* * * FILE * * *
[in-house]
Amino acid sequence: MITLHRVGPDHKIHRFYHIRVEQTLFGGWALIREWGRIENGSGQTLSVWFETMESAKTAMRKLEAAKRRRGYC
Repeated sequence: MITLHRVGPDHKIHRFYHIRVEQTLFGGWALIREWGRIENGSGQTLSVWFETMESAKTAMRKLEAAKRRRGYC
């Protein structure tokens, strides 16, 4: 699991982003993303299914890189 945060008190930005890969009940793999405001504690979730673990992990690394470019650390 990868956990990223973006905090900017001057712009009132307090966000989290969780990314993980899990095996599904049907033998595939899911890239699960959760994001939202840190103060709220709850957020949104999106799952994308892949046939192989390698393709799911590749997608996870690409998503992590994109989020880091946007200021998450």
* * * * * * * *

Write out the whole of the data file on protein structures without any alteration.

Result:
[in-house]
Amino acid sequence: MITLHRVGPDHKIHRFYHIRVEQTLFGGWALIREWGRIENGSGQTLSVWFETMESAKTAMRKLEAAKRRRGYC
Repeated sequence: MITLHRVGPDHKIHRFYHIRVEQTLFGGWALIREWGRIENGSGQTLSVWFETMESAKTAMRKLEAAKRRRGYC
């Protein structure tokens, strides 16, 4: 699991982003993303299914890189 945060008190930005890969009940793999405001504690979730673990992990690394470019650390 990868956990990223973006905090900017001057712009009132307090966000989290969780990314993980899990095996599904049907033998595939899911890239699960959760994001939202840190103060709220709850957020949104999106799952994308892949046939192989390698393709799911590749997608996870690409998503992590994109989020880091946007200021998450």